The regressive judicial discourse on Corporal Punishment in India

The narrative that corporal punishment is beneficial to the victim shaped the judicial discourse in favour of corporal punishment.
The regressive judicial discourse on Corporal Punishment in India
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Corporal punishment in Indian schools is a deep rooted menace. Apart from having caused grievous injuries to children, it has also driven children to die by suicide and drop out of schools. Despite being an abhorrent practice, corporal punishment is often perceived and portrayed as legitimate by relying on orthodox Indian scriptures and adages. These scriptures and adages purportedly encourage inflicting physical harm on children to discipline them and also lay down that teachers are to be revered as Gods. Due to these factors, teachers have enjoyed a carte blanche in punishing students.

The legitimacy of corporal punishment was further entrenched by certain judgments of the High Courts in the 1900s. These cases involved teachers being booked for 'causing hurt' after they caned and punched students. The High Courts relied on old English decisions that upheld a school master's authority to inflict corporal punishment on students pursuant to his 'parental authority' over them. The High Courts also relied on a general exception recognized in the Indian Penal Code, 1860 that lays down that an act done in good faith for the benefit of a person is not an offence by reason of the harm caused.

The recognition of a teacher's parental authority to inflict corporal punishment and the narrative that corporal punishment is beneficial to the victim shaped the judicial discourse in favour of corporal punishment.

The judicial discourse on corporal punishment witnessed a sea change in 2000, when the Delhi High Court struck down a provision in the Delhi School Education Rules, 1973 that empowered the head of a school to inflict up to ten strokes of the cane on a student as punishment for misbehaviour. The Government of NCT tried its best to justify the rule by contending that moderate corporal punishment does not violate a child's human rights. This argument was categorically rejected by the Court.

The Court held that corporal punishment traumatizes children and amounts to cruelty, thereby violating the fundamental right to lead a dignified life. The Court even rhetorically remarked that when cruelty to animals had been criminalized, cruelty to children in the form of beatings, etc could not be countenanced.

Interestingly, the Court referred to reports that suggested that corporal punishment increases the drop-out rates and held that the rules that allow the infliction of corporal punishment were violative of the children's fundamental right to education. The Court also observed that allowing corporal punishment in schools violated India's obligations under international law to take steps to protect children from violence, torture and degrading treatment.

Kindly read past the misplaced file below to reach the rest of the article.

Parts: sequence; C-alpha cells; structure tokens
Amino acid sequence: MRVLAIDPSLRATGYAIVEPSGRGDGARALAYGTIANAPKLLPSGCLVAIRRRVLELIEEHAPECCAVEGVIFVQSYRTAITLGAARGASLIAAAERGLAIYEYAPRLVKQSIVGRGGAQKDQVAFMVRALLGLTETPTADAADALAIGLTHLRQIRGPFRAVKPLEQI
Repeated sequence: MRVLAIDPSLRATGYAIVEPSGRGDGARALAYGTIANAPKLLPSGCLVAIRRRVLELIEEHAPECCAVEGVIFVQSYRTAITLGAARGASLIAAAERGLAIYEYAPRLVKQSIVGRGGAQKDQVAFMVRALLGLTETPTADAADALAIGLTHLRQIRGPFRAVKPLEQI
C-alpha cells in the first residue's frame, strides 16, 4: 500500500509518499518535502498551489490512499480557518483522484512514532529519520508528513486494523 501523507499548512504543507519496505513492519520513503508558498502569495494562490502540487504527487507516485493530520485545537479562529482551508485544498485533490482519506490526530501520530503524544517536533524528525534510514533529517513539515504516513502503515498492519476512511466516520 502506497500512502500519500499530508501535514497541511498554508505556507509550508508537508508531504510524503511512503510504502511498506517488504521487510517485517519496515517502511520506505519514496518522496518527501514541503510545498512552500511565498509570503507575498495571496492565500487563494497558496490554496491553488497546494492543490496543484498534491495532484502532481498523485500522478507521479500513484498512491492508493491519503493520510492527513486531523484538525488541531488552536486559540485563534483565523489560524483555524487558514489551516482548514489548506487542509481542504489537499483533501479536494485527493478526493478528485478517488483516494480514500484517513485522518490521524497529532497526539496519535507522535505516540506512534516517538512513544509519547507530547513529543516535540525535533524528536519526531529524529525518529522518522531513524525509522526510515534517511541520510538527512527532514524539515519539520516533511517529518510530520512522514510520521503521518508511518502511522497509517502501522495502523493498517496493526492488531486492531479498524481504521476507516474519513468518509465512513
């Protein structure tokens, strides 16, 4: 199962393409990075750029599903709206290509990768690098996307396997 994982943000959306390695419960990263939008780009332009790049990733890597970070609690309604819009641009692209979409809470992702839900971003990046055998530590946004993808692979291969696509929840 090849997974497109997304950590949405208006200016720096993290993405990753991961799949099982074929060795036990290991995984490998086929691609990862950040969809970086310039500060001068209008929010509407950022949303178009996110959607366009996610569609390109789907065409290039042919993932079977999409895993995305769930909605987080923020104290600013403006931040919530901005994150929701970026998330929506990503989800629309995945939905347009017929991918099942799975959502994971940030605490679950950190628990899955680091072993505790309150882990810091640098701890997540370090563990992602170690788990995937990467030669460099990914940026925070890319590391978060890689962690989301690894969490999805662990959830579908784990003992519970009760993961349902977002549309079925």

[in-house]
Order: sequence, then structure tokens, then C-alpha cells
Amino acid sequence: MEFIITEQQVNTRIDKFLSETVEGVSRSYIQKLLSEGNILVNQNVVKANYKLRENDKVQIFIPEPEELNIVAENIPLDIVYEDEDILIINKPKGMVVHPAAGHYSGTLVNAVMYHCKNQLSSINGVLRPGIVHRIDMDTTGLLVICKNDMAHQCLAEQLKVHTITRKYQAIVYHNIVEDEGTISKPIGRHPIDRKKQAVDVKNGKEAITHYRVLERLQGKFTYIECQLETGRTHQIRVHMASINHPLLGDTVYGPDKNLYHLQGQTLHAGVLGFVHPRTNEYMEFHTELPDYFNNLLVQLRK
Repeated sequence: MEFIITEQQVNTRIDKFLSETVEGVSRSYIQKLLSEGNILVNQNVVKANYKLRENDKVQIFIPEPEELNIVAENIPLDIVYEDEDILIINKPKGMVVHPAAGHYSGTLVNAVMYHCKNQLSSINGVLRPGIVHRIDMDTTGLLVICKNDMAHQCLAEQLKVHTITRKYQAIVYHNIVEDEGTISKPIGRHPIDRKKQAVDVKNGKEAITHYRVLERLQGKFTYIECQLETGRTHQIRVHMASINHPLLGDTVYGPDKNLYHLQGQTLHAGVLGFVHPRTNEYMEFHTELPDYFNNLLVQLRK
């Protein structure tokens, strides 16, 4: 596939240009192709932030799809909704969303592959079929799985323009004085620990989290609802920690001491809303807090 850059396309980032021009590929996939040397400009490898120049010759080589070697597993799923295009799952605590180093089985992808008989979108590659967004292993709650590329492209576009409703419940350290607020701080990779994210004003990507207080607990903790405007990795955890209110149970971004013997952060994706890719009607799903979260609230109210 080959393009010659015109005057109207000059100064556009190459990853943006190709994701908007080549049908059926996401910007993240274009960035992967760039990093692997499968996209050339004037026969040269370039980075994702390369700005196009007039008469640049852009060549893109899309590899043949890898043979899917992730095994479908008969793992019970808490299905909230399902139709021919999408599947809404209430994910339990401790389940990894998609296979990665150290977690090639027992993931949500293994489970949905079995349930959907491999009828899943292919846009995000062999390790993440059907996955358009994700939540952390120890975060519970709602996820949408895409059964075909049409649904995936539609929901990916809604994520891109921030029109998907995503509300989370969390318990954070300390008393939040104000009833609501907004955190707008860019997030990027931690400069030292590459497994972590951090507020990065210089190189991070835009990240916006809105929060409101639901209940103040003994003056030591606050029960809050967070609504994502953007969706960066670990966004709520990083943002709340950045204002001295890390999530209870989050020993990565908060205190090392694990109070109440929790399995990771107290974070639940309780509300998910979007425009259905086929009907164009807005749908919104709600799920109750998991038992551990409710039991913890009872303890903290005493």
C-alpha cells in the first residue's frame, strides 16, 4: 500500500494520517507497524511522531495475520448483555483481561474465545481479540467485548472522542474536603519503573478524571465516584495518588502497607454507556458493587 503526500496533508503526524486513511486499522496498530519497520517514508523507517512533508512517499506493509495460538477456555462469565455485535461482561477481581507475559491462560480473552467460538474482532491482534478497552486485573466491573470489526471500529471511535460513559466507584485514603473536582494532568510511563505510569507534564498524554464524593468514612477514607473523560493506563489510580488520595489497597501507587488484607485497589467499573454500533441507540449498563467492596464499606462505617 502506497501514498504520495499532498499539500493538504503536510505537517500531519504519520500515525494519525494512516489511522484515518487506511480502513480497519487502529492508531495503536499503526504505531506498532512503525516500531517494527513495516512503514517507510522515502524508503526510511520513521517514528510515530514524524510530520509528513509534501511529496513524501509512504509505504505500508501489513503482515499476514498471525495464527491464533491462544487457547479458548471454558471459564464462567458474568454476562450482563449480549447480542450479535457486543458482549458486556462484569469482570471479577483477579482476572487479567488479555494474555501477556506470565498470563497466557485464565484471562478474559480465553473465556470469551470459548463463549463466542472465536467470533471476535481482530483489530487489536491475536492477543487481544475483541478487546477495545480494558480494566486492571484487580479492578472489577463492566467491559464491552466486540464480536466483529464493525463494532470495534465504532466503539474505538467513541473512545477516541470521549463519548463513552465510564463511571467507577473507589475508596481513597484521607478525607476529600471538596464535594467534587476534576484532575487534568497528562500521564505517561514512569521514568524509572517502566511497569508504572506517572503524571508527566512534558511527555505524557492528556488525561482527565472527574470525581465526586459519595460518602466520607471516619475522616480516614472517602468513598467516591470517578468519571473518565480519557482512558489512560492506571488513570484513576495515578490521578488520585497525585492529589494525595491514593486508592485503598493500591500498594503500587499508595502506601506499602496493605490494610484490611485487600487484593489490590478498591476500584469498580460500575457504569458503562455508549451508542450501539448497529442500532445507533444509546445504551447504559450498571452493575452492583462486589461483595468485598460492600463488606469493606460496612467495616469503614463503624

The language of the judgment radiates compassion, and importantly, the Court recognized the adverse effects of corporal punishment on mental health even if the injuries inflicted are not grave. Thereafter, there was legislative disapproval of corporal punishment in the Right to Education Act, 2009 and the Juvenile Justice Act, 2015.

Unfortunately, a few High Courts continue to cling on to the regressive belief that corporal punishment is beneficial to the victim and that a teacher has an implied authority to inflict corporal punishment.

Take the case of a school teacher who was prosecuted for assault after she slapped two students twice. The students later died by suicide, allegedly because of the humiliation they experienced. In 2020, the Himachal Pradesh High Court quashed the charges of assault and causing hurt against the teacher and held that a teacher's act of slapping her students did not amount to assault. The Court chose to rely on the old Indian and English cases that considered corporal punishment as legitimate, while ignoring the newer and progressive judgment of the Delhi High Court.

The Kerala High Court has gone a step further and recognized caning as a legitimate method of disciplining students even if the child is barely five years old, unless grave injuries are inflicted. The other recent decisions indicate that the Kerala High Court finds corporal punishment problematic only if the physical injuries are serious. This shallow understanding of corporal punishment ignores the mental trauma and humiliation punishments like caning can cause, even if the injuries are not serious.

It is unfortunate that the Indian judiciary has not freed itself from the yoke of orthodox English law while deciding the legality of corporal punishment. The recent decisions are oblivious to the fact that children are rights holders under the constitutional scheme and that the teachers' powers to maintain discipline must conform to constitutional standards and not Indian cultural norms or the English legal standards of the Victorian era.

Courts ought to bear in mind that children are a vulnerable class of citizens and that corporal punishment is a manifestation of the severe power imbalance between teachers and students. If the courts legitimise corporal punishment, schools will continue to function as sites of oppression. Criminal law ought to be interpreted and applied in the constitutional spirit so that non-state actors like teachers do not trample upon a child's right to lead a dignified life.

The author holds an LLM in Law & Development from Azim Premji University. His areas of interest are public law, legal theory and law & development. He tweets @rahulmachaiah

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